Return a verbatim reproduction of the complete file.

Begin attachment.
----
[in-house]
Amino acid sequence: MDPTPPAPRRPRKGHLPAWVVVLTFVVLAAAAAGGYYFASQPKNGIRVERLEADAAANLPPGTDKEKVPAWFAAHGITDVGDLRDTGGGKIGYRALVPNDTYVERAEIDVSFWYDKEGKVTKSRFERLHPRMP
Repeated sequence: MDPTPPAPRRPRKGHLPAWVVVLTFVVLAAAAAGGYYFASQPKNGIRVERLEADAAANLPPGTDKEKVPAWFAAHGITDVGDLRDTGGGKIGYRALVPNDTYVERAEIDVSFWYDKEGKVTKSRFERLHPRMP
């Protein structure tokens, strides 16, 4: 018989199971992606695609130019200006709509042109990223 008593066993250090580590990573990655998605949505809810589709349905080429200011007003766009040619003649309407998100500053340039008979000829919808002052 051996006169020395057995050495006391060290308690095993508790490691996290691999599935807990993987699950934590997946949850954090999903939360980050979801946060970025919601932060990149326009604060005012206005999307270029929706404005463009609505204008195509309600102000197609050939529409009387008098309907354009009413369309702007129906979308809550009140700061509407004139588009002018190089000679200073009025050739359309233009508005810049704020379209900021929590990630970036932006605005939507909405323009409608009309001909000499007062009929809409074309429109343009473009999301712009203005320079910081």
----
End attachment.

[in-house]
Amino acid sequence: MDPTPPAPRRPRKGHLPAWVVVLTFVVLAAAAAGGYYFASQPKNGIRVERLEADAAANLPPGTDKEKVPAWFAAHGITDVGDLRDTGGGKIGYRALVPNDTYVERAEIDVSFWYDKEGKVTKSRFERLHPRMP
Repeated sequence: MDPTPPAPRRPRKGHLPAWVVVLTFVVLAAAAAGGYYFASQPKNGIRVERLEADAAANLPPGTDKEKVPAWFAAHGITDVGDLRDTGGGKIGYRALVPNDTYVERAEIDVSFWYDKEGKVTKSRFERLHPRMP
């Protein structure tokens, strides 16, 4: 018989199971992606695609130019200006709509042109990223 008593066993250090580590990573990655998605949505809810589709349905080429200011007003766009040619003649309407998100500053340039008979000829919808002052 051996006169020395057995050495006391060290308690095993508790490691996290691999599935807990993987699950934590997946949850954090999903939360980050979801946060970025919601932060990149326009604060005012206005999307270029929706404005463009609505204008195509309600102000197609050939529409009387008098309907354009009413369309702007129906979308809550009140700061509407004139588009002018190089000679200073009025050739359309233009508005810049704020379209900021929590990630970036932006605005939507909405323009409608009309001909000499007062009929809409074309429109343009473009999301712009203005320079910081």